‘No panic’ as property sales fall 11pc
Real estate agents say an 11 per cent drop in Tauranga’s sale volumes is nothing to panic about, as the traditional spring rush is yet to kick in.
The number of houses sold in Tauranga dropped 11.4 per cent last month compared with September last year, according to Real Estate Institute of New Zealand figures.
There were 218 properties sold in Tauranga last month, down from 246 in September 2017. This was the lowest volume sold in a month since January.
It was a nationwide trend, with a low number of properties listed across the country in July translating to 3 per cent fewer houses sold in September.
However, local real estate experts were confident the market would pick up over spring.
Simon Anderson, chief executive of Realty Group, which operates Eves and Bayleys, said September sales had slowed after a record month for the business in August. Anderson said the drop in the number of properties sold was due to a lack of listings “but we are expecting a strong October”.
He said first-home buyers were coming into the market after gathering their finances and acting fast to secure the keys to a home. Auctions were proving strong, with buyers eyeing the top end of the market.
First National Mount Maunganui, Tauranga and Omokoroa owner Anton Jones said there was a noticeable drop in sale volumes in September with fewer properties to chose from: “But that is nothing to be concerned about . . . it is already starting to heat up again and we are expecting that to continue.”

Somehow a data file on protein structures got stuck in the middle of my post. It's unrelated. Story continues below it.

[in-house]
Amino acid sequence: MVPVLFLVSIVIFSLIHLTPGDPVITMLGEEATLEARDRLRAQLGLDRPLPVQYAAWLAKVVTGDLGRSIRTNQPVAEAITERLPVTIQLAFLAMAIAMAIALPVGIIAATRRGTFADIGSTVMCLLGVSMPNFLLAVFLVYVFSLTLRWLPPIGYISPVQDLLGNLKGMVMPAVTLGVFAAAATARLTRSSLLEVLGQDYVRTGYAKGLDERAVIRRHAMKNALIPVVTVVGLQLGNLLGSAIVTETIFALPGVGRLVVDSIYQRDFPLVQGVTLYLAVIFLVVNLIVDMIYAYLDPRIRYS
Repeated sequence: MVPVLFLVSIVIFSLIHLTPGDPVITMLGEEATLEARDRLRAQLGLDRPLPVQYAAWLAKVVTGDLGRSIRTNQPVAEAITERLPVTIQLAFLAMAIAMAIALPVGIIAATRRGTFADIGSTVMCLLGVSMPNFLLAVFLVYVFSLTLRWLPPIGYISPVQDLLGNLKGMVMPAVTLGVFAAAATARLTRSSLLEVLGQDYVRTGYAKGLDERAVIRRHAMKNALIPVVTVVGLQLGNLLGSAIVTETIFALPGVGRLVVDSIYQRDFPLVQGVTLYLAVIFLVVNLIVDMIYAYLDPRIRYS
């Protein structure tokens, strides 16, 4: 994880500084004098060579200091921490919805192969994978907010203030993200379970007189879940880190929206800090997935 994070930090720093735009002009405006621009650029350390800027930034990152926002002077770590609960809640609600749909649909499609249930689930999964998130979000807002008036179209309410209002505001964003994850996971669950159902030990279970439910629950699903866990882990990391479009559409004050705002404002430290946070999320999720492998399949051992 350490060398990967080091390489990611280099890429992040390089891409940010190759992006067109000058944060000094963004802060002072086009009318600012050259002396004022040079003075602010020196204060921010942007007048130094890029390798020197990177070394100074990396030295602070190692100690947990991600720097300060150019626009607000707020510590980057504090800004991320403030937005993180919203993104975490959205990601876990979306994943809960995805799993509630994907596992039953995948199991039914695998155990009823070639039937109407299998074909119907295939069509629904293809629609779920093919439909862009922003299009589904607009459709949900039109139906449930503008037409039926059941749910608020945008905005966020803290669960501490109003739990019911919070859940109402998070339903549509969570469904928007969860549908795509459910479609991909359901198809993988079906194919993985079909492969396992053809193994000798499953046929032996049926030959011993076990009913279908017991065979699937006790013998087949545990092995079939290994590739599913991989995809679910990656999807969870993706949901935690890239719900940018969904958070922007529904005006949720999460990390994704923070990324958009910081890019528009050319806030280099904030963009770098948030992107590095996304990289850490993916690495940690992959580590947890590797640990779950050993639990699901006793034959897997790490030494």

Real Estate Institute of NZ regional director Philip Searle said new listings had attracted plenty of interest at first openhome viewings in the Bay, as the market continued to flow forward.
“Interest was shown for properties in all price ranges, but the traditional spring rush hasn’t quite kicked in yet,” he said.
Searle said investors were interested but cautious with upcoming changes to the Healthy Homes legislation that could create opportunities for firsthome buyers, as competition for affordable homes eased off.
Listing numbers slightly improved from August’s very low numbers, which he said would hopefully be the start of a more active market as more vendors listed while demand continued to drive the market up until Christmas.
LJ Hooker Rotorua director Malcolm Forsyth said there had been a gradual decline in sales volumes in the last six months. However, values remained high: “There is still a lot of buyers out there. There has been multiple interest on a lot of properties.”
Forsyth said a drop in sale volumes was due to the cooler weather plus a shortage in listings as Rotorua’s population increased.
“There is a significant number of people coming to live. To accommodate that, there has been a real surge around March, April, May. It took a bit of property out of circulation.”
However, he said listings had started to free up for a more traditionally buoyant October and November.
First National principal and Rotorua REINZ spokeswoman Ann Crossley said there had not yet been a huge spring lift.
“Through winter, stock listings get lower and lower. We are really hoping to get a good strong lift,” she said.
“There is an appetite to move if there was something to move to.”
A fall in home sales reflects a drop in listings, local real estate experts say, but they are confident a traditional spring surge will change things.